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I want to track how many times records are read in a specific table.

Let's say that we have this table

ID      Name
1       Cat
2       Dog
3       Fish

I want to know how many times the record "Cat" has been read and how many times the record "Dog" has been read and so on.

What is the best way to achive this goal?

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Have you seen this SO question? –  Jack Douglas Aug 9 '11 at 18:21
    
Thanks but i'm looking for a kind of counter to track each time the record is access. The stored proc seems to be the best way but i'll will need to modify the application. What i really want is a way to do it via the database. I know that i can use database audit but is it too overkill. –  Nico Aug 9 '11 at 19:21
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2 Answers 2

up vote 6 down vote accepted

Write a stored procedure and make sure the data is only accessed through that procedure. In it, you can increment a counter in another table.

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I would agree with Joshua and create a stored procedure that can be customized to your counter requirements. –  StanleyJohns Aug 10 '11 at 4:48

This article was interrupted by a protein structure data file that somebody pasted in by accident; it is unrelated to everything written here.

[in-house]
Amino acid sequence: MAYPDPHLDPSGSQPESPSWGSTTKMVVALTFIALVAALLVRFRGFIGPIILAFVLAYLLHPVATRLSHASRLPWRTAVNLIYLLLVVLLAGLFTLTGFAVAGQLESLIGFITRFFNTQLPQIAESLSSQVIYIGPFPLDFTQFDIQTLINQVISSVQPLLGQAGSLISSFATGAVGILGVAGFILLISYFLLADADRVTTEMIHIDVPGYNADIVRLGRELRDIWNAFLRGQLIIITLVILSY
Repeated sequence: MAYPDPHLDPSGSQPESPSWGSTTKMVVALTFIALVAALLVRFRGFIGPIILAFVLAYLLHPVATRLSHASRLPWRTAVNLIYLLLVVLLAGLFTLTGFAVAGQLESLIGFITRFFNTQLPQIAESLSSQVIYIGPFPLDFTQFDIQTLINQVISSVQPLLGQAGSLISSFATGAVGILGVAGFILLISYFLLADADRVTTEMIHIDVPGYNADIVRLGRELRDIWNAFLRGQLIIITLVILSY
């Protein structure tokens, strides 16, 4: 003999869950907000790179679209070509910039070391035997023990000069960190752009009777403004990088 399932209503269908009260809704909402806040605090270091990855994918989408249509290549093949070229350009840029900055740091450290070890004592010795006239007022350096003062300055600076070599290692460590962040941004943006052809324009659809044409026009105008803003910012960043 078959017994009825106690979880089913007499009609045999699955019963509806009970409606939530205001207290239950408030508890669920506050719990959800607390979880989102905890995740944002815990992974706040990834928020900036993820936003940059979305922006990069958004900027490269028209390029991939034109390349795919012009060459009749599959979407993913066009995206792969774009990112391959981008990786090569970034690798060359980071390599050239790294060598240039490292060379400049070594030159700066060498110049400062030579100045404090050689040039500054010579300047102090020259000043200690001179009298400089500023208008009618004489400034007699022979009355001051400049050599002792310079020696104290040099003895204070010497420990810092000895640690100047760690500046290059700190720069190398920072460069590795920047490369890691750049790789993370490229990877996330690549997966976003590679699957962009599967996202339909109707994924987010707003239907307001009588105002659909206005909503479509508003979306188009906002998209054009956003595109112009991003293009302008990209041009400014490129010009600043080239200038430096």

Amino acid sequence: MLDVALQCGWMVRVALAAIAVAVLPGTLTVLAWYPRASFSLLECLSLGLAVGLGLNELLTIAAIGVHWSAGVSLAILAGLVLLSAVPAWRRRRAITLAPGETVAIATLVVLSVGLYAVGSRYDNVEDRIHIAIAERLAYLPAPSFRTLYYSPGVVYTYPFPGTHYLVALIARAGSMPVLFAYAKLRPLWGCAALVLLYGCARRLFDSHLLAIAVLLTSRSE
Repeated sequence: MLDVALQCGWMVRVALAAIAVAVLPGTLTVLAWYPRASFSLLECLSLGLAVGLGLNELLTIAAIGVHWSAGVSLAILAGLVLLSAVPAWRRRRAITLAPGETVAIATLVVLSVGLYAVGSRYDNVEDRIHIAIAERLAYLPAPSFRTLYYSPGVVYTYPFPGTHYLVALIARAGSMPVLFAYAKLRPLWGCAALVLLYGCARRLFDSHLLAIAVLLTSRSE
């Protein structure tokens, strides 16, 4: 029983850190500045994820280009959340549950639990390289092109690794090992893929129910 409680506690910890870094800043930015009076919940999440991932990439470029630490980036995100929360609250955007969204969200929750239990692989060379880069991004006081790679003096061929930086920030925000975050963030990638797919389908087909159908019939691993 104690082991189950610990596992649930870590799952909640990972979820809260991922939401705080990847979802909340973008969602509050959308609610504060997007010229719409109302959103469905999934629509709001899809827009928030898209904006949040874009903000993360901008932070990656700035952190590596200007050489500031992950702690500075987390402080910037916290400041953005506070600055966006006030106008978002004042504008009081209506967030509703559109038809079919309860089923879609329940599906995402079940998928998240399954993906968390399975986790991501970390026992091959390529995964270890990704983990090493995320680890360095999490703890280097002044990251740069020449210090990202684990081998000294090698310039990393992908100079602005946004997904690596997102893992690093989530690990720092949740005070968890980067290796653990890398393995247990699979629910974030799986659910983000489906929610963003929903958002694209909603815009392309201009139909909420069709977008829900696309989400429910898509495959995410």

Nico, modifying the application may be what you have to do. Is that going to be a big undertaking? –  lowerkey Aug 10 '11 at 6:15
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So he needs to create a table that will hold a record for each other records in all the other tables? Isn't it an overkill? –  Marian Aug 10 '11 at 7:30
    
Or, he could add another column to the existing table to store the access count. But then he'll have to consider the metaphysical problem of whether reading the access_count column should increment the table. I don't think having a table to hold record access counts is overkill. But then again, I don't know how many tables he's talking about. –  lowerkey Aug 10 '11 at 10:40
    
I have only one table to track. The idea is to determine if the table is really needed. So i think that i will do a procedure. thx for your comments. –  Nico Aug 10 '11 at 12:31
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There is no way in SQL Server 2008 (at least one that I'm aware of) to know as much details as you want - to see how many times every single record has been read.

I can hardly see it as necessary, as long as every time a query goes to full table scan, than each table record will be read, even though it was not actually needed by a user, but only by a poorly written query.

PS: maybe I misunderstood your question, so, in this case, I'd go sit in a corner :-).

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